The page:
The filtrate appears as the fine yellowish mass of crystals seen to the
left. Yield is approximately 40grams for the 25 grams of phenol that
was started out with. These crystals are high purity and have all of the
properties attributed to reagent grade Picric Acid. However, they can
be purified:
Making use of Phenol's high water solubility, and the higher solubility of
dinitro and mononitroPhenol, the Picric Acid can be purified to near
analytical grade by re-crystallization from a solvent mixture of 1 volume
ethanol and 2 volumes water, roughly 9ml of solvent being required
per gram of Picric Acid.

The crystals are than removed by vacuum filtering, are vacuum dried in a dissector, and form into a nearly yellow
mass of mp 123C.
It is advisable to store Picric Acid wet with at least 30% water and in rubber stoppered flasks.

This acid may be used for other synthesis, such as Ammonium Picrate (C6H2.ONH4.(NO2)3) Ammonium picrate,
also called ammonium piconitrate, Explosive D, or carbazoate is a commonly used safety explosive which is
insensitive enough to be used in shells that penetrate armor and detonate inside it. It requires a substantial shock
to cause it to detonate, slightly less than that required to detonate ammonium nitrate. In many ways it is much
safer than picric acid, since it does not have the tendency to form hazardous unstable salts when placed in metal
containers. Vdet 7100M/s. It is made by dissolving picric acid crystals in 15 parts hot, steaming distilled water and
adding clear ammonia in excess, allowing the excess ammonia to evaporate (excess ammonia should not be
used as it will form a red precipitate that is more sensitive than pure Ammonium Picrate. Yellow ammonium
picrate can be obtained from red picrate by recrystallizing it several times from water. It also eventually changes
into the yellow form if stored as a concentrated solution. Keep this material as dry as possible). The powder
remaining should be ammonium picrate. The water should not be heated, as ammonium picrate is sensitive to
heat. Vacuum distillation and open evaporation are relatively safe ways to extract the picrate. Ammonium picrate
most commonly appears as bright yellow crystals, and is soluble in water. These crystals should be treated with
the care due to all shock sensitive materials. Some illegal salutes have been found to contain ammonium picrate,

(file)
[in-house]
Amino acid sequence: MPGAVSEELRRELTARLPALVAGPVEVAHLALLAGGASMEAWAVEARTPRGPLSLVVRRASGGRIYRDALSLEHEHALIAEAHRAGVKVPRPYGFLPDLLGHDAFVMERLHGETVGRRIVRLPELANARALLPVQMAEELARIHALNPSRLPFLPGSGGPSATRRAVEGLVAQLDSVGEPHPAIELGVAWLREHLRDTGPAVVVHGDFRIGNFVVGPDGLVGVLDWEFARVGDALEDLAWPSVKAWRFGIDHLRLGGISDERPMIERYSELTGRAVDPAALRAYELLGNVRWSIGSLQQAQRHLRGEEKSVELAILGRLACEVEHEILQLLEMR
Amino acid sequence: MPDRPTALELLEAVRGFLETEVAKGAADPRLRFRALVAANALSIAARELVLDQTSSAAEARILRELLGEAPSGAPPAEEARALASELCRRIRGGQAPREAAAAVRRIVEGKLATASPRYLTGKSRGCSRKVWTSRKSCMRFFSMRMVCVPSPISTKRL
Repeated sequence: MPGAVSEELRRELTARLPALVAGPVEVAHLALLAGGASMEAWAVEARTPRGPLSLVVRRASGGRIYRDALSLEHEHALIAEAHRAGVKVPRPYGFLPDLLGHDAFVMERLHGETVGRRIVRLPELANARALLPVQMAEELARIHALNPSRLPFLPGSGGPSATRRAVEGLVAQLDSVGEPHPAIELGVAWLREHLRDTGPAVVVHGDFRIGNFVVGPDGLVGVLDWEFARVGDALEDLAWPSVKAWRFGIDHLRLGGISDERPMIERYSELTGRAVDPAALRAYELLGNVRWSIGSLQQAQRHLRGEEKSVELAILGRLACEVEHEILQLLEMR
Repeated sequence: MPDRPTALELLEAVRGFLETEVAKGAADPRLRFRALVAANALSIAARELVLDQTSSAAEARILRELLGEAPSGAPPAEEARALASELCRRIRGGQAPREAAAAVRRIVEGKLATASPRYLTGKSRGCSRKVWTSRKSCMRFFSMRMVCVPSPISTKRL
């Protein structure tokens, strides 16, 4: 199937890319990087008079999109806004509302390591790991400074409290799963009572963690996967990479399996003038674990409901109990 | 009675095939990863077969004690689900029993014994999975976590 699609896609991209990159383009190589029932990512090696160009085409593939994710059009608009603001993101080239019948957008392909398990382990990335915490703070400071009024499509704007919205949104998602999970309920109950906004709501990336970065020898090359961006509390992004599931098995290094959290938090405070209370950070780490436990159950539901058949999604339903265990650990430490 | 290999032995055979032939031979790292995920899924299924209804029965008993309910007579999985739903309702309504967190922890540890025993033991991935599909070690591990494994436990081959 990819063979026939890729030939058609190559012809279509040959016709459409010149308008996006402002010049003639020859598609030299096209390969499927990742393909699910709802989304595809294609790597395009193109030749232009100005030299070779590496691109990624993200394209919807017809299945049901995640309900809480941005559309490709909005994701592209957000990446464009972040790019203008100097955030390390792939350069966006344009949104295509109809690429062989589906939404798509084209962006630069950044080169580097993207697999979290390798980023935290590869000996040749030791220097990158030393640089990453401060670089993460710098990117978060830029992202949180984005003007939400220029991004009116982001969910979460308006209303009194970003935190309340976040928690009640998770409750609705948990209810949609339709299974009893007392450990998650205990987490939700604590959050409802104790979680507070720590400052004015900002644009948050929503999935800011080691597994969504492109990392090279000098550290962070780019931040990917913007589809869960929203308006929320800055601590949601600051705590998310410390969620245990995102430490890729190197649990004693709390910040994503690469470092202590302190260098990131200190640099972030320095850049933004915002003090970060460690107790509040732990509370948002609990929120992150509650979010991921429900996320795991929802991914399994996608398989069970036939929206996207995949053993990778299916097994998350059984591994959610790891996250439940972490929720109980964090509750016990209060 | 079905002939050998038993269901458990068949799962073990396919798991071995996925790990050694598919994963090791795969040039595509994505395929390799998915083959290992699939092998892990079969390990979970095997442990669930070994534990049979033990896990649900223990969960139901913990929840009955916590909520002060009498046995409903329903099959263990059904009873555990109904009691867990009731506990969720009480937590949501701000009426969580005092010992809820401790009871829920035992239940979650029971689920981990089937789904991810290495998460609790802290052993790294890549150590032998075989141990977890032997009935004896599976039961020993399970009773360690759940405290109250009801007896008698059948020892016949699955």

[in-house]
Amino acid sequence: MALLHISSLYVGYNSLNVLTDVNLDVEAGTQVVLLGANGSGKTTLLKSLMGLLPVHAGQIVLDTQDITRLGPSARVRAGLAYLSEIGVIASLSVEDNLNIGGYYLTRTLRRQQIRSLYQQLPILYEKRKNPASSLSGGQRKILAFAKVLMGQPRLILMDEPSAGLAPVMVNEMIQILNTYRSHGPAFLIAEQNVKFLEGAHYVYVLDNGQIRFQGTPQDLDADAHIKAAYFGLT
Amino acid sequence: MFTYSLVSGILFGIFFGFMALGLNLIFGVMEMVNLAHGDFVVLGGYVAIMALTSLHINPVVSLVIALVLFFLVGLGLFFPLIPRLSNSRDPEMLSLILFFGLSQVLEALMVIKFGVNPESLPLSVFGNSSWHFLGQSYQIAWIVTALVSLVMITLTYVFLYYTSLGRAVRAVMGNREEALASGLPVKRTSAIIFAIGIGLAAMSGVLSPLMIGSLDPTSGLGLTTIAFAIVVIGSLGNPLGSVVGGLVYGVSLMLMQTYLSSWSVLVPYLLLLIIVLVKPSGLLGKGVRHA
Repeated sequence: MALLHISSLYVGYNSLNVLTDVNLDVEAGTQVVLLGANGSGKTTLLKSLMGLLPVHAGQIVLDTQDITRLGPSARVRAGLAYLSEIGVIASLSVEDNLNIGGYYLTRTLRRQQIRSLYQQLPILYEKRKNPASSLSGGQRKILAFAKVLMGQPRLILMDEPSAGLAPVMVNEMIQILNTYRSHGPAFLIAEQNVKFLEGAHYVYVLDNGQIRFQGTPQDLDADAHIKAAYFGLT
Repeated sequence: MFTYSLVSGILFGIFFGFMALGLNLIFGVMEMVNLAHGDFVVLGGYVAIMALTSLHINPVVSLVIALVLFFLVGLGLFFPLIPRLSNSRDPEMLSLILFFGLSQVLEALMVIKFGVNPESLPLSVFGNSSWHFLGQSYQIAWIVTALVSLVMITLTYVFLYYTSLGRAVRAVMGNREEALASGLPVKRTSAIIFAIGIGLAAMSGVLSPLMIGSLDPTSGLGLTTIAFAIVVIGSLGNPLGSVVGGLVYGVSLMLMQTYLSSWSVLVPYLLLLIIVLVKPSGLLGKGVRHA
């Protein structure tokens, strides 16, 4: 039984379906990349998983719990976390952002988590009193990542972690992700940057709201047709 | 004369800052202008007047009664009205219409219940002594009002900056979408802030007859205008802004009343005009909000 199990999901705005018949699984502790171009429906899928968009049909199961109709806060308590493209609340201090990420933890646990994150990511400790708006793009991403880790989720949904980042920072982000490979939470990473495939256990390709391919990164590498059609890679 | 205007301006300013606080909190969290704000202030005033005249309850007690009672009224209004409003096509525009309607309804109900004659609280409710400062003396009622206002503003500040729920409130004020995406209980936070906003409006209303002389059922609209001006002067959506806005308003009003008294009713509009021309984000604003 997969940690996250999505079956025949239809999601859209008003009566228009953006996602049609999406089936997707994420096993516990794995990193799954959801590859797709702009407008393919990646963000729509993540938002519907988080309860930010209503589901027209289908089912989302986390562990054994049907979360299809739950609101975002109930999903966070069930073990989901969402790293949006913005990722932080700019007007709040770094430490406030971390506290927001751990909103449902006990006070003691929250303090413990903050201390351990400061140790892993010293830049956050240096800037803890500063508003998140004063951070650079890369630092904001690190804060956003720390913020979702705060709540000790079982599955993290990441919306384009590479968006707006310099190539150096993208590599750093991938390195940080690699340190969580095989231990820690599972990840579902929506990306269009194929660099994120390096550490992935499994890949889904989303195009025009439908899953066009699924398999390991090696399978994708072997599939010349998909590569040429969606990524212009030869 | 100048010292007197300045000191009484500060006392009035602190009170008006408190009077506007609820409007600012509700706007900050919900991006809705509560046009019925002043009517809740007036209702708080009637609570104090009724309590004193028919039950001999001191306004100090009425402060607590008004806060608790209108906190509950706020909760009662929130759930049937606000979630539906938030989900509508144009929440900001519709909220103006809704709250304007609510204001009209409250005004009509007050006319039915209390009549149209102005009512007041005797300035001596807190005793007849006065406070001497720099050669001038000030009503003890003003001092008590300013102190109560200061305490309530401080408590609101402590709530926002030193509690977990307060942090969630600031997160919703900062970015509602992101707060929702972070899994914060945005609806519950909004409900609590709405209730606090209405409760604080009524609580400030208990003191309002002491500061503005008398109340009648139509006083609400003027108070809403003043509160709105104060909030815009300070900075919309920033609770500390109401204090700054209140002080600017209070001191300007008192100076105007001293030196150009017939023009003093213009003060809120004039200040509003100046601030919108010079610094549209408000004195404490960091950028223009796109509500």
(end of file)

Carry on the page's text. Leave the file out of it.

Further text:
which makes them much more hazardous. Equation goes as follows:
NH3·H2O + C6H2(NO2)3OH ---> C6H2·(NO2)3·O·NH4 + H2O
Melts at 271°C, impact sensitivity is 20% less impact than TNT, and relative strength is 93 - 100% TNT in the
trauzl test.
Picric Acid can also be produced from Phenol derivatives such as Salicylic and Acetylsalicylic acids. The
procedure is exactly the same as the one outlined above, except a smaller amount of Salicyclic (0,6grams per
1mL H2SO4 and 1,5mL HNO3) our Acetylsalicylic (0,5g per 1mL H2SO4 and 1,5mL HNO3) acids are used. This is
important because Acetylsalicylic acid is the active ingredient in aspirin and can be obtained by dissolving them in
hot ethanol (20 500mG pills per 100mL), filtering out the buffers, and allowing the pure acid to crystallize out. The
reaction than goes:
C9H8O4 -------> C2H4O2 + C7H4O2
(The sulfuric acid breaks down the acetylsalicylic acid to acetic and salicylic acid)

Or if Salicylic acid is used,

C7H4O2 + H2O ---> C6H6O + CO2
(Salicylic acid with heat source converts to carbolic acid (phenol) and carbon dioxide; (in presence of water from
98% H2SO4)
Or the formed phenol just sulfonates rapidly. From Phenol-4-sulfonic acid onwards the reaction proceeds as
outlined above.
The Nitric Acid can also be substituted by adding 15 grams Sodium Nitrate per 80mL H2SO4.
With the NaNO3/H2SO4 nitrating system (H2SO4 already present) without any external cooling; the phenolsulfonic
compound readily nitrates to a polynitro compound (2,4,6-trinitrophenol).

Yet another way of preparing picric acid is by the conversion of benzene directly into picric acid in one step. This
was patented by Mueller Teeters in 1948 (US pat. 2,455,322): 1g of mercuric nitrate is added to 60mL of 70%
nitric acid which is than stirred and added to 23 mL of benzene. The mixture is than heated for several hours and
distilled. Benzene will distill over first, then nitrobenzene, and finally a mixture of dinitrobenzene and dinitrophenol
will come over slowly. The distillation is continued until these volatile organics are removed. The remaining
residue is filtered while hot to remove any impurities and allowed to crystallize. the picric acid that should have
crystallized can be purified by recrystallizing from hot water.

Picric Acid can be used alone or in the synthesis of picrate salts such as, for example:
Potassium Picrate.
Lead Picrate.